The OAS General Assembly was held at the Medellín Convention Center. Although the Dialogue with Heads of State and the Secretary General was held in one of its largest rooms, the day before the General Assembly; the actual General Assembly took place in a smaller section of the Convention Center where there was reduced capacity. This led to limiting the number of participants that could enter the room, affecting all civil society organizations, both anti-rights groups and groups that defend the human rights of all people, without discrimination. Thus, only one representative from each of the civil society Coalitions was allowed access to the room where the General Commission was held and no substitutions were accepted.
Further, the first day of the General Assembly, the entry of civil society members to the Plenary was
severely restricted, although it was evident that there was enough space in the room to place more chairs and allow access to all attendees. Due to this, at the end of the first day, some civil society organizations directly complained to the Colombian Minister of Foreign Affairs, the Secretary General and Deputy Secretary General, but the situation worsened when the General Secretariat sent a statement that night indicating that only three representatives of each Coalition could have access to the premises of the General Assembly, which meant that only 99 people would be allowed access. There was also a tacit agreement that the first 300 people who arrived at the Convention Center would enter. This meant that on the second day, civil society representatives waited, standing in line, outside the Convention Center from 6 am to 10:30 am, when the doors finally opened, after the attendees started complaining. Also, on the second day, the General Commission was held without the presence of civil society organizations. Regarding the Plenary room, it was not only civil organizations complained that more chairs were added, and we finally gained access to the room.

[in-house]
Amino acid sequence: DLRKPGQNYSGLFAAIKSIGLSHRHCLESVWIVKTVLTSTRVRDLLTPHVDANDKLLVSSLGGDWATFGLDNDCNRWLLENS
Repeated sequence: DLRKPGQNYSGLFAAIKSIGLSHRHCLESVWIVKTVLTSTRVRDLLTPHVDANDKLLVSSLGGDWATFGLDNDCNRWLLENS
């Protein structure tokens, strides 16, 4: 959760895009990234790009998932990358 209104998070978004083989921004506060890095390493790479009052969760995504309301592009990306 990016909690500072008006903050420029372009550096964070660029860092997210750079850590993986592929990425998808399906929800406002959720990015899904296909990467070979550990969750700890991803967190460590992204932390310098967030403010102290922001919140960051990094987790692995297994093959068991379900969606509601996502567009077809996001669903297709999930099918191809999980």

We reiterate our deep rejection of the attempt to close spaces to civil society, led by the Colombian government in the context of the OAS General Assembly and call on the OAS to ensure that similar situations are not repeated.
The Coalition notes the re-election of the Commissioners to the Inter-American Commission on Human Rights (IACHR): Esmeralda Arosemena de Troitiño (Panama) and Margarette May Macaulay (Jamaica) and the election of Julissa Mantilla (Peru) and Edgar Stuardo Ralón (Guatemala). In relation to the reelection of Commissioners Arosemena and Macaulay, the Coalition wishes to highlight their great commitment to respect and guarantee the human rights of all people, without discrimination based on gender, sexual orientation, gender identity and expression, and sex characteristics.
In this regard, we encourage the Inter-American Commission to continue protecting the rights of all persons, without discrimination based on sexual orientation, gender identity, gender expression and sex characteristics, thus supporting the proper interpretation of the principles of equality and non-discrimination enshrined in inter-American human rights instruments.
THE RESOLUTIONS OF THE GENERAL ASSEMBLY AND THE HUMAN RIGHTS OF LGBTI PEOPLE
This year the paragraphs entitled "human rights and prevention of discrimination and violence against LGBTI people" of the Omnibus Resolution "Promotion and Protection of Human Rights", was presented by thirteen OAS countries: Argentina, Belize, Brazil, Bolivia, Canada, Chile, Colombia, Costa Rica, Ecuador, El Salvador, the United States, Mexico and Uruguay.